Advertising is crucial in any industry. Nail the perfect launch and your product will appeal to huge numbers. But, how has the automotive industry successfully taken this on board? From girl bands to gaming conventions, cars have often had extravagant launches, albeit not always with the reaction manufacturers anticipated; some were even shown in movies before officially being launched.
Here, with Lookers, dealers in Ford disability cars, we look at how car manufacturers have launched their vehicles into the public eye and how it has helped gain popularity.
Porsche 911 GT2 RS
The 911 GT2 RS was first unveiled to the public in 2017 – at an E3 gaming convention. While many would presume the motoring giants would unleash their new product at a big auto show, they certainly threw a curve ball with this launch. Alongside Forza Motorsport 7, the most powerful Porsche 911 fit for the road was brought into the public’s attention, making it the first to be unveiled at a gaming convention. It was later shown and officially launched at the 2017 Goodwood Festival of Speed.
Cars in F1 are always being modified as technology advances and rules change. They used to host live car launches too. When McLaren launched their MP4-12 car, drivers Mika Hakkinen and David Coulthard were joined at London’s Alexandra Palace by girl band the Spice Girls. At the time, the Spice Up Your Life singers were the hottest property in the music industry, meaning their appearance certainly wouldn’t have come cheap!
Elon Musk doesn’t do things by half, does he? His electric car brand, Tesla, managed to achieve the most expensive bit of product placement ever! Musk sent a Tesla Roadster into space with the vehicle orbiting Earth before heading to Mars. The launch cost $90 million (£64.8 million) and was a promotion of the Tesla product combined with a test heavy-lift trial for the aerospace company SpaceX’s technology.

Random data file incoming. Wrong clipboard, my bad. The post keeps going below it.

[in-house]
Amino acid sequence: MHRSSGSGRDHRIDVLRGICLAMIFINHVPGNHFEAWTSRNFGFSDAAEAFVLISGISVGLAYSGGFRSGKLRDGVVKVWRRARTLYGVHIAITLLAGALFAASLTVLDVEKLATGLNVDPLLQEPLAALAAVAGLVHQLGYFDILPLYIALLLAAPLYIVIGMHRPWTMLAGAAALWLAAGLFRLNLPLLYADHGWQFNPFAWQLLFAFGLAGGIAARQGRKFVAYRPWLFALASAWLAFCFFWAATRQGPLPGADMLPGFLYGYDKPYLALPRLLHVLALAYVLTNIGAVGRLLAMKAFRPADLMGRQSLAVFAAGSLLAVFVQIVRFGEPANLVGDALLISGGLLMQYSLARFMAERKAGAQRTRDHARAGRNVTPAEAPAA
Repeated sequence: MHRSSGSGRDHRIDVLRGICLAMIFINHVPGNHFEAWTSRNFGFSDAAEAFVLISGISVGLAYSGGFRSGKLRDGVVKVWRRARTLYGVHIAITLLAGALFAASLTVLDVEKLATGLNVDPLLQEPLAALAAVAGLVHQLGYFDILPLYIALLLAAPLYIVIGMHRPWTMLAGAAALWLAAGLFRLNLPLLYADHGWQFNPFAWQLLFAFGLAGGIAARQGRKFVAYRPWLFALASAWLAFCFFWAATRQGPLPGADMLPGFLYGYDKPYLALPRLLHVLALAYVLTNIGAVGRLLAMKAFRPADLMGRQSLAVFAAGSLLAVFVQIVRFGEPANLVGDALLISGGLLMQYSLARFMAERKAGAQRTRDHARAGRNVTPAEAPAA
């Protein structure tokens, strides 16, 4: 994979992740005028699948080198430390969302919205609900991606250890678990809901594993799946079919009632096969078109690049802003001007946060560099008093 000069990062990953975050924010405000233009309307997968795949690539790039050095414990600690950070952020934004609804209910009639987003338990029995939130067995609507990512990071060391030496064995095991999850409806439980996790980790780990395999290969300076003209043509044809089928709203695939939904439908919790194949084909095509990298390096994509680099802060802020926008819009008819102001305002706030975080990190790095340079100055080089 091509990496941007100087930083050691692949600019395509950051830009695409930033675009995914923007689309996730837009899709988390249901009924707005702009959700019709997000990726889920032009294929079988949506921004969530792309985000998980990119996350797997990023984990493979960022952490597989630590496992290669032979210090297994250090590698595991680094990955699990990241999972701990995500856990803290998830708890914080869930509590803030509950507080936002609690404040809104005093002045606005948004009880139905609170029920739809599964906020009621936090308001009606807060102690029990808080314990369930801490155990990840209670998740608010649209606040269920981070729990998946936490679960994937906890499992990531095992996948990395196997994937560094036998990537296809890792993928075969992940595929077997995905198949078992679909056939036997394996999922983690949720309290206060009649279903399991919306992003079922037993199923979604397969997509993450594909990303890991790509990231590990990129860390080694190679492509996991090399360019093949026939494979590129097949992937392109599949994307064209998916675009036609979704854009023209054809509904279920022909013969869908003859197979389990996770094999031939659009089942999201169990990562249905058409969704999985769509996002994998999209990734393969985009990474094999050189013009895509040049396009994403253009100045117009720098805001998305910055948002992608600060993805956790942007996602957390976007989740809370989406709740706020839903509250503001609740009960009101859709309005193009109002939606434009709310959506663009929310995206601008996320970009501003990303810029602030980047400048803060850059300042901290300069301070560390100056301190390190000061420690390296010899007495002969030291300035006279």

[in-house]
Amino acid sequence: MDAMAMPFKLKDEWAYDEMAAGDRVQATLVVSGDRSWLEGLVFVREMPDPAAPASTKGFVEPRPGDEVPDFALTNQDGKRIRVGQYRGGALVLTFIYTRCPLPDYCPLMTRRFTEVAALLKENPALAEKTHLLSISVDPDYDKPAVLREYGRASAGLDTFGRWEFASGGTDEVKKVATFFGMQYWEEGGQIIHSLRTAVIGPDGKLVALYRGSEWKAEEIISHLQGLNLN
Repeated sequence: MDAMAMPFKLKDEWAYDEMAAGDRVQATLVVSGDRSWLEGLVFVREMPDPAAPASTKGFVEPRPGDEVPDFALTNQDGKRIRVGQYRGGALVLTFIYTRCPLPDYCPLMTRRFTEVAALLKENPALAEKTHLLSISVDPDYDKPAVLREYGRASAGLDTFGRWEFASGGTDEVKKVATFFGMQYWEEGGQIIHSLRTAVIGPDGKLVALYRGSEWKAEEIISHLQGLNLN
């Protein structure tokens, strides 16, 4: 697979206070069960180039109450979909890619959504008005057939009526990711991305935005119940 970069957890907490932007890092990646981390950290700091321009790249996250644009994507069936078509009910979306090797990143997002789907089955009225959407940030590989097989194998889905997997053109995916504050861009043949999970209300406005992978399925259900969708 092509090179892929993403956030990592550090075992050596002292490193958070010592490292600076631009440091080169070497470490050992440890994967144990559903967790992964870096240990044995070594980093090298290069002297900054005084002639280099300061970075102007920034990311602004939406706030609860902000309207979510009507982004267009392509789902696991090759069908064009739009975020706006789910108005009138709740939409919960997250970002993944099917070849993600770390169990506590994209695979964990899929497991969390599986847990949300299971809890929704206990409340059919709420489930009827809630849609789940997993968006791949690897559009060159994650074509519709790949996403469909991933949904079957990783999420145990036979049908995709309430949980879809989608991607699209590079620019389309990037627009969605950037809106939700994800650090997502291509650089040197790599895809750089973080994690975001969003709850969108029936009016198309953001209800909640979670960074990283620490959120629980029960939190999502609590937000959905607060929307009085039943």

To launch their new model, the Citigo, SKODA produced a replica of the iconic Stonehenge out of recycled car parts. The imitation was placed on London’s Southbank and unveiled for the evening of the Summer Solstice, titled Citihenge in reference to the new model.
The ambitious sculpture used 18 scrapped cars and stood at over five metres tall. The entire piece of art weighed an impressive 36 tonnes and took three months to complete. It later embarked on a UK tour, including representation at Goodwood’s Festival of Speed.
Social media played a huge part in the launch of Chevrolet’s Sonic model. The interactive launch allowed users to help push the car over the edge of a 100ft structure. By logging on to a specific website and then clicking a button, users were edging the car closer and closer to the drop. All in all, there were 2.4 million clicks required to send the Sonic over the threshold, allowing the public to feel a part of the campaign.
The car plummeted to the ground and once its nose touched the swimming pool placed below, bungee cords propelled it back up to ensure it didn’t smash to smithereens.
It’s clear that a memorable car launch can long live in the memory and boost sales. With many other great – and some not so great – examples, it’ll be interesting to see which car is next to be a sensation on the back of its campaign.